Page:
Great Falls Public Schools Superintendent Tammy Lacey’s recent Tuesday proclamation included a defense from the complaints by students and parents that some of the classrooms in the District are too cold and uncomfortable.
One of the comments from a reader on the E-City Beat Facebook page actually referred to local students shivering in a cold classroom with coats on as “whiny butts”. Really?
In Item 4 Facility update, From Tammy’s Top Ten on Tuesday December 4, 2018, Tammy observes that: “The cold weather that comes with winter has arrived in Great Falls. That means it’s time to turn up the heat and we can do just that thanks to the bond levy passage in October, 2016.” That statement appears to be partially right, and partially wrong. Yes, it is customary that the weather in Great Falls gets colder in October and November. But does the District’s ability to plan ahead and turn up the heat have anything do with the passage of the 2016 facilities bond election, or does it have more to do with the District’s attempt to save on utilities expenses? Tammy adds: “Some rooms are too warm while others can be a bit chilly on Monday mornings or because the heat has turned down over longer breaks to conserve precious budget dollars”.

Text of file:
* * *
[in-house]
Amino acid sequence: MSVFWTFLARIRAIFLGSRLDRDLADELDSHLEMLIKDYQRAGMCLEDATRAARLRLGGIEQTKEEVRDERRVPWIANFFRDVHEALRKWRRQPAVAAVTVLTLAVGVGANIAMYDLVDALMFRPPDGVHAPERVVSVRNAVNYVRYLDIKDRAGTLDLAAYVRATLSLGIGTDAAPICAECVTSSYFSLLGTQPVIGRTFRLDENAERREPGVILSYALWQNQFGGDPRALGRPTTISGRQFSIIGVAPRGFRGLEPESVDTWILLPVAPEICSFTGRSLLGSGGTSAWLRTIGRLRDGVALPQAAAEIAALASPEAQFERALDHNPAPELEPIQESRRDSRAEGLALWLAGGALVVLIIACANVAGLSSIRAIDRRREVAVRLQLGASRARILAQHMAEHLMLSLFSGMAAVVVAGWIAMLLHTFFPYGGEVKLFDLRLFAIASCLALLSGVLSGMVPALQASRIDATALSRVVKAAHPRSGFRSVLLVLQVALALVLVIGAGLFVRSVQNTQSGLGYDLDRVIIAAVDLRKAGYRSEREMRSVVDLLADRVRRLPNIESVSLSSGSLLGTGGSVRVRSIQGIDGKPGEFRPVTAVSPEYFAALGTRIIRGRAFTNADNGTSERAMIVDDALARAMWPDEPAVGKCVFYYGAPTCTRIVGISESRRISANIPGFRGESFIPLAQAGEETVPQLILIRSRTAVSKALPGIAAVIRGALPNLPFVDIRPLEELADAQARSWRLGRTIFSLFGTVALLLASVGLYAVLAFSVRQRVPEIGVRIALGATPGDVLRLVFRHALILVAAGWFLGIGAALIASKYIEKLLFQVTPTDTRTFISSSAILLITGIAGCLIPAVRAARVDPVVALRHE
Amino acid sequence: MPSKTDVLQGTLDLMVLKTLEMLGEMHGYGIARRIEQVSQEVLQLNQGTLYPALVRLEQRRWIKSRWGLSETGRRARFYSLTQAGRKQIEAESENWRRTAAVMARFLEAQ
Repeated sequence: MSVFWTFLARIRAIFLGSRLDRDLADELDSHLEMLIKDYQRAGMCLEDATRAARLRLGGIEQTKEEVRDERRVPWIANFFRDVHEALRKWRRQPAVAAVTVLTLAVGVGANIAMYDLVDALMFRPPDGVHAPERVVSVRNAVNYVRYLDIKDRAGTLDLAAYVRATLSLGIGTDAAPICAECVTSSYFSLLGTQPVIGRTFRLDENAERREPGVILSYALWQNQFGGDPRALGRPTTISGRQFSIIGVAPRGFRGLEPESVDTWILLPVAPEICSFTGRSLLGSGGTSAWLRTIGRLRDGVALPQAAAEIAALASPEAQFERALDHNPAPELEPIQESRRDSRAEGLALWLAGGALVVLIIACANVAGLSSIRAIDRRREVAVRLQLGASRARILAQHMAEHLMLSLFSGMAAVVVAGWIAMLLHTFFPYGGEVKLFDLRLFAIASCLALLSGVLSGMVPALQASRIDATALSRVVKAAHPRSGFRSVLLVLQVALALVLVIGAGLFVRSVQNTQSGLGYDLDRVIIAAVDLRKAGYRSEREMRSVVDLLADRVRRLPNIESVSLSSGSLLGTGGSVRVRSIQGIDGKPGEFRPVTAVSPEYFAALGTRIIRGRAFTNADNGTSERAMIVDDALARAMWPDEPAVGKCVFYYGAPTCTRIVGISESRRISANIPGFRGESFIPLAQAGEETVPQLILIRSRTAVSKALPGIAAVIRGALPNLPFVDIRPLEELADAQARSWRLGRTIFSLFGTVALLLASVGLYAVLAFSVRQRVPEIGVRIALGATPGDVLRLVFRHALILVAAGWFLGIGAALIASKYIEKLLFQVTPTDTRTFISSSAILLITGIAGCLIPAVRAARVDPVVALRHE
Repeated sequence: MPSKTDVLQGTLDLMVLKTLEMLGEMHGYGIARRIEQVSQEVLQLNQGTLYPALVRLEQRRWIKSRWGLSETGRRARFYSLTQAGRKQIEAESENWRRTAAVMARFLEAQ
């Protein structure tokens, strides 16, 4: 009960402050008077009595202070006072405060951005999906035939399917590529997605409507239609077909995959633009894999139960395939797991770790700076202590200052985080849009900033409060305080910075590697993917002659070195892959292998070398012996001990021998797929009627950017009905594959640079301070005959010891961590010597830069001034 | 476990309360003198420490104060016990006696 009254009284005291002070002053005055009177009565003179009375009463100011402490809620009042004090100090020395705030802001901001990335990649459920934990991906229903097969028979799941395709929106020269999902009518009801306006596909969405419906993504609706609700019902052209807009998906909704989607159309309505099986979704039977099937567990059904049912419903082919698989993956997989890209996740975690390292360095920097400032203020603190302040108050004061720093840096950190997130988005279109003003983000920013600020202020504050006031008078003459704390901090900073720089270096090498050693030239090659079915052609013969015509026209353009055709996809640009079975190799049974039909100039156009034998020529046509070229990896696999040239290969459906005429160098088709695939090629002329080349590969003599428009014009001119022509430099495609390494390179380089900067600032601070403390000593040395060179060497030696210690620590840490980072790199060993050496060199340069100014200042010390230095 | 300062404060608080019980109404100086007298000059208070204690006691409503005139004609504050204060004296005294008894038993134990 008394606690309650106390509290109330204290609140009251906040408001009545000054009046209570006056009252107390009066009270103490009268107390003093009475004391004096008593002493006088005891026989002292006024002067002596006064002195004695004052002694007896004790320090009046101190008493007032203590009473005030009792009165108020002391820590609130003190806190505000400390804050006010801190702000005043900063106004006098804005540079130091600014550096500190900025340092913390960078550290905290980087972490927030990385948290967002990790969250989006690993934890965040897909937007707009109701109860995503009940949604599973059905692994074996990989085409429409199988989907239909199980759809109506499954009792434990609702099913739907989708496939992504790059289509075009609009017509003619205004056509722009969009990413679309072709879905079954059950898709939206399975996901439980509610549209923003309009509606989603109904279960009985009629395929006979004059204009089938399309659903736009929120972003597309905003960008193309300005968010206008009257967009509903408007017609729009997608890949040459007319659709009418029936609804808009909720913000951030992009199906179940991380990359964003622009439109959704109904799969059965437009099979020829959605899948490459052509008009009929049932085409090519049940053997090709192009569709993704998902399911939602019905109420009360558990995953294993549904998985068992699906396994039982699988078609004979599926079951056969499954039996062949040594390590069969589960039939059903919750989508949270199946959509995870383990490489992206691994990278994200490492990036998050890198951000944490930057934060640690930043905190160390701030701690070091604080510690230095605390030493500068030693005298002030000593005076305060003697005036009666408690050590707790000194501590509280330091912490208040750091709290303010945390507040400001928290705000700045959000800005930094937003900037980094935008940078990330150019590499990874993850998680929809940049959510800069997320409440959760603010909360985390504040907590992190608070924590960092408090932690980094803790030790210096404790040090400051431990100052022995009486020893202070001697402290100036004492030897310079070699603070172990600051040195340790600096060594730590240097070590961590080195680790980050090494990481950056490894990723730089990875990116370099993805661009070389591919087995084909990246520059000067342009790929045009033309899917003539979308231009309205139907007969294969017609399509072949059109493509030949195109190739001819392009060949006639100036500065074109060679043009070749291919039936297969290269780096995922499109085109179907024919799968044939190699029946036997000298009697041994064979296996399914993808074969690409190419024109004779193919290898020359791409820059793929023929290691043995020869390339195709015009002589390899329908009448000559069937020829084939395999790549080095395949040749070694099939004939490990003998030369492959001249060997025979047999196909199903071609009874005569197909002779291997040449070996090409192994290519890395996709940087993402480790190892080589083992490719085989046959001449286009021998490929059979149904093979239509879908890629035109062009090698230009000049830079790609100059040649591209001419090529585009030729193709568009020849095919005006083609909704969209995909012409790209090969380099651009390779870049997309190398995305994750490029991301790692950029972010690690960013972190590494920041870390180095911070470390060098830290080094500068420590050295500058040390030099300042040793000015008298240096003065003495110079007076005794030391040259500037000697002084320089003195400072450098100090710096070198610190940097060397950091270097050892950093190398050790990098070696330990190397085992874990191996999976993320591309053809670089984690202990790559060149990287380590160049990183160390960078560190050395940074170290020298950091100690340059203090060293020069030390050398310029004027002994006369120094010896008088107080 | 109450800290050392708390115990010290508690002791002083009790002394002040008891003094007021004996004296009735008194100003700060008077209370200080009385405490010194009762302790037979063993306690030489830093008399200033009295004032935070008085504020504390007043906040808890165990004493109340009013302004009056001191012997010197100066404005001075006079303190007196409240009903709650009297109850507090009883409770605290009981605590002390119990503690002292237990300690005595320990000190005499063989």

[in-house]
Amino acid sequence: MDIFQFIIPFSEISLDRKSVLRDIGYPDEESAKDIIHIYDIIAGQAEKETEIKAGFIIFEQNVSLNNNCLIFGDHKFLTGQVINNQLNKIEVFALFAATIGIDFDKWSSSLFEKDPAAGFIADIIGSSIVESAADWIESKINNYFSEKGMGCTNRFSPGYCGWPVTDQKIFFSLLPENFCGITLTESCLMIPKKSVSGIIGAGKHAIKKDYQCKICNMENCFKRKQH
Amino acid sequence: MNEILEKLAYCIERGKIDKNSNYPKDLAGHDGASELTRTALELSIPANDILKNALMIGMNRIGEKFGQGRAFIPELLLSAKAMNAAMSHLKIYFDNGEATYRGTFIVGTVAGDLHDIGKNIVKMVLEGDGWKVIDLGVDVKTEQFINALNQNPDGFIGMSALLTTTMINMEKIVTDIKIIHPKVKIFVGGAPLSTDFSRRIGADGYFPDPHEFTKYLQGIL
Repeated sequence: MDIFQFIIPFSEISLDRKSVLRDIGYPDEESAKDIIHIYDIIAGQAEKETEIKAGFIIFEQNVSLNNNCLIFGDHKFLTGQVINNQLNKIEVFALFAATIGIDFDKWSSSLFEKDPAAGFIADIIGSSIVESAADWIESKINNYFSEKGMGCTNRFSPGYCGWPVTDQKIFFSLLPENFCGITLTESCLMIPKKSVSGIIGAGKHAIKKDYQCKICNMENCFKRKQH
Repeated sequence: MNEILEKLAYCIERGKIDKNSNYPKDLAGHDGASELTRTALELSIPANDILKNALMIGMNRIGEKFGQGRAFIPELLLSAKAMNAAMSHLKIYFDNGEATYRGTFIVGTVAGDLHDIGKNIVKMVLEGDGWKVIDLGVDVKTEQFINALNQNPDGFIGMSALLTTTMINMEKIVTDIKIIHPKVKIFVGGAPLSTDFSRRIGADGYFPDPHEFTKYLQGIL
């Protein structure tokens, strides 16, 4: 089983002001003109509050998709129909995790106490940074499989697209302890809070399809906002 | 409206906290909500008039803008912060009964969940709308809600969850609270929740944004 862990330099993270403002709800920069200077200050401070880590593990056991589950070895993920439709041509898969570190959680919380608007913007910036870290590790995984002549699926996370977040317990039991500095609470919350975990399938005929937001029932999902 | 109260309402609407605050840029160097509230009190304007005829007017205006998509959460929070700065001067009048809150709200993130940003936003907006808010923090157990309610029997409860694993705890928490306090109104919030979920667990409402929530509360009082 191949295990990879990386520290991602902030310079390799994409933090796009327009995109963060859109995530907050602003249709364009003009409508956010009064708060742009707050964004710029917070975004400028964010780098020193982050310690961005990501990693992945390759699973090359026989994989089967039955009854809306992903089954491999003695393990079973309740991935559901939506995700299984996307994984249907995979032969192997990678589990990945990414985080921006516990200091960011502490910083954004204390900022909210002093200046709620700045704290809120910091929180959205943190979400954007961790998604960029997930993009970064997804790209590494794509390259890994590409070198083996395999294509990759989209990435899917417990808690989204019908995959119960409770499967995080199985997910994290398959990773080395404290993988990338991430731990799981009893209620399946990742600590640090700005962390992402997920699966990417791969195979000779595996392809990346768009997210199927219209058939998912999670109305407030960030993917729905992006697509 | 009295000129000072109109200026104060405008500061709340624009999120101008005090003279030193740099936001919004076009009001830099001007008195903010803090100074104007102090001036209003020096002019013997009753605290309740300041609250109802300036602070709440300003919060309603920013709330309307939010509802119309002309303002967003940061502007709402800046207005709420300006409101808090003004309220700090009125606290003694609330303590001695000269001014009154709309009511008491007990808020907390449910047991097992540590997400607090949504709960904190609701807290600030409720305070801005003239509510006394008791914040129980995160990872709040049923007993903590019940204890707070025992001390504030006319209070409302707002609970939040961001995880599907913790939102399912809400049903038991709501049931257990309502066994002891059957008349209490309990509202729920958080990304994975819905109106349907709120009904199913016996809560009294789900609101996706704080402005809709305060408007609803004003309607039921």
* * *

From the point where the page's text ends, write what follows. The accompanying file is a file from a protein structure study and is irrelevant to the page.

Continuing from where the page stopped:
It makes one wonder whether there are any offices at the Administration building on the hill that are “a bit chilly”. Do any of the folks up there making $100 – $150 grand a year have to start funding drives to buy space heaters for their work areas to “conserve precious budget dollars”?
One example of why utilities expense has trumped student comfort for a very long time can be illustrated by the lack of adequate fresh air ventilation at Great Falls High. In 1966, with the window replacement project, the district decided that bringing fresh air into the building and exhausting CO2 enriched air added to the utilities cost. Keep in mind that CO2 enriched air is injurious to your health and cognitive ability. Flu virus loves CO2 enriched air. Great for a school, right?
When the temperature drops, air brought into the structure by mechanical means, commonly referred to as forced air ventilation, requires that the outside air brought in has to be tempered. That means heating costs rise.
In spite of the fact that the original ventilation system was adequate to serve the building, the District turned it off. To make matters worse, the District boarded up all of the windows that passively supplied fresh air to the classrooms and other spaces in the building.
Turn up the heat!